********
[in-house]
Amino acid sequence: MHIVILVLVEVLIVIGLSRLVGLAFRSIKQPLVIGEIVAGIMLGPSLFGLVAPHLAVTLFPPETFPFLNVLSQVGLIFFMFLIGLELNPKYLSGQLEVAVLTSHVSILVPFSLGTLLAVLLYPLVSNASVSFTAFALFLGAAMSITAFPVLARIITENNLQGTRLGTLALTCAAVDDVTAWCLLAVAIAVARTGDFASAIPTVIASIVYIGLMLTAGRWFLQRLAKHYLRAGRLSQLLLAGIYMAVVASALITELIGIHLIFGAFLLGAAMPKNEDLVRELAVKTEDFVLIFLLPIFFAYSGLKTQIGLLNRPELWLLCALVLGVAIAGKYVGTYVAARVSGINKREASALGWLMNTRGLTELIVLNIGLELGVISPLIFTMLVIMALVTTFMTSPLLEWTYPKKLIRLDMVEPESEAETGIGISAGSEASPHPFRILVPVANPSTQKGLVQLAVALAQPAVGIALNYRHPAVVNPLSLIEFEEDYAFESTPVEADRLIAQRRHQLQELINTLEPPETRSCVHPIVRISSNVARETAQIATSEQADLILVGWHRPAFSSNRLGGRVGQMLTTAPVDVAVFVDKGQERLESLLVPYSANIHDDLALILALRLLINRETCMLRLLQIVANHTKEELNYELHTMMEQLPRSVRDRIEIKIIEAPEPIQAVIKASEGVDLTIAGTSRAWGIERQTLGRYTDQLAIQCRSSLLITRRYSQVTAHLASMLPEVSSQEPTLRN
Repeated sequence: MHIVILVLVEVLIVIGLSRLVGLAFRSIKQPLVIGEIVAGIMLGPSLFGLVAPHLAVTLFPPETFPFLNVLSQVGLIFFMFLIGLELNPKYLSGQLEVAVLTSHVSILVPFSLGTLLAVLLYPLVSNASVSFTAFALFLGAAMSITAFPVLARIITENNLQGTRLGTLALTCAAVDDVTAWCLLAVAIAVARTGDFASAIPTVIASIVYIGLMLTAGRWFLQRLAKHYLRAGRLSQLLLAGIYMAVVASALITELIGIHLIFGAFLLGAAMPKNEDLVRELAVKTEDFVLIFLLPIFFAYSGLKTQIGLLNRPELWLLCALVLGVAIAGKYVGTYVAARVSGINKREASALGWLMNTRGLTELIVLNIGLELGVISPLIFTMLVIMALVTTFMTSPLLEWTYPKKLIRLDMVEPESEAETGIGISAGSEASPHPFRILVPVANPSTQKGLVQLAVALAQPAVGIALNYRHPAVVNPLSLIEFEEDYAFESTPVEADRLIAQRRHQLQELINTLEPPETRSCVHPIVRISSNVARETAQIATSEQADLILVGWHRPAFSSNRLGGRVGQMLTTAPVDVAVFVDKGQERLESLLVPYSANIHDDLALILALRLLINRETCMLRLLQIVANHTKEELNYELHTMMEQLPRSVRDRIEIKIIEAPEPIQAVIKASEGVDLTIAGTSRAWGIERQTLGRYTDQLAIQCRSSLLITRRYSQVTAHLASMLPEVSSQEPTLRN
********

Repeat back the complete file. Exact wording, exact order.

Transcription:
[in-house]
Amino acid sequence: MHIVILVLVEVLIVIGLSRLVGLAFRSIKQPLVIGEIVAGIMLGPSLFGLVAPHLAVTLFPPETFPFLNVLSQVGLIFFMFLIGLELNPKYLSGQLEVAVLTSHVSILVPFSLGTLLAVLLYPLVSNASVSFTAFALFLGAAMSITAFPVLARIITENNLQGTRLGTLALTCAAVDDVTAWCLLAVAIAVARTGDFASAIPTVIASIVYIGLMLTAGRWFLQRLAKHYLRAGRLSQLLLAGIYMAVVASALITELIGIHLIFGAFLLGAAMPKNEDLVRELAVKTEDFVLIFLLPIFFAYSGLKTQIGLLNRPELWLLCALVLGVAIAGKYVGTYVAARVSGINKREASALGWLMNTRGLTELIVLNIGLELGVISPLIFTMLVIMALVTTFMTSPLLEWTYPKKLIRLDMVEPESEAETGIGISAGSEASPHPFRILVPVANPSTQKGLVQLAVALAQPAVGIALNYRHPAVVNPLSLIEFEEDYAFESTPVEADRLIAQRRHQLQELINTLEPPETRSCVHPIVRISSNVARETAQIATSEQADLILVGWHRPAFSSNRLGGRVGQMLTTAPVDVAVFVDKGQERLESLLVPYSANIHDDLALILALRLLINRETCMLRLLQIVANHTKEELNYELHTMMEQLPRSVRDRIEIKIIEAPEPIQAVIKASEGVDLTIAGTSRAWGIERQTLGRYTDQLAIQCRSSLLITRRYSQVTAHLASMLPEVSSQEPTLRN
Repeated sequence: MHIVILVLVEVLIVIGLSRLVGLAFRSIKQPLVIGEIVAGIMLGPSLFGLVAPHLAVTLFPPETFPFLNVLSQVGLIFFMFLIGLELNPKYLSGQLEVAVLTSHVSILVPFSLGTLLAVLLYPLVSNASVSFTAFALFLGAAMSITAFPVLARIITENNLQGTRLGTLALTCAAVDDVTAWCLLAVAIAVARTGDFASAIPTVIASIVYIGLMLTAGRWFLQRLAKHYLRAGRLSQLLLAGIYMAVVASALITELIGIHLIFGAFLLGAAMPKNEDLVRELAVKTEDFVLIFLLPIFFAYSGLKTQIGLLNRPELWLLCALVLGVAIAGKYVGTYVAARVSGINKREASALGWLMNTRGLTELIVLNIGLELGVISPLIFTMLVIMALVTTFMTSPLLEWTYPKKLIRLDMVEPESEAETGIGISAGSEASPHPFRILVPVANPSTQKGLVQLAVALAQPAVGIALNYRHPAVVNPLSLIEFEEDYAFESTPVEADRLIAQRRHQLQELINTLEPPETRSCVHPIVRISSNVARETAQIATSEQADLILVGWHRPAFSSNRLGGRVGQMLTTAPVDVAVFVDKGQERLESLLVPYSANIHDDLALILALRLLINRETCMLRLLQIVANHTKEELNYELHTMMEQLPRSVRDRIEIKIIEAPEPIQAVIKASEGVDLTIAGTSRAWGIERQTLGRYTDQLAIQCRSSLLITRRYSQVTAHLASMLPEVSSQEPTLRN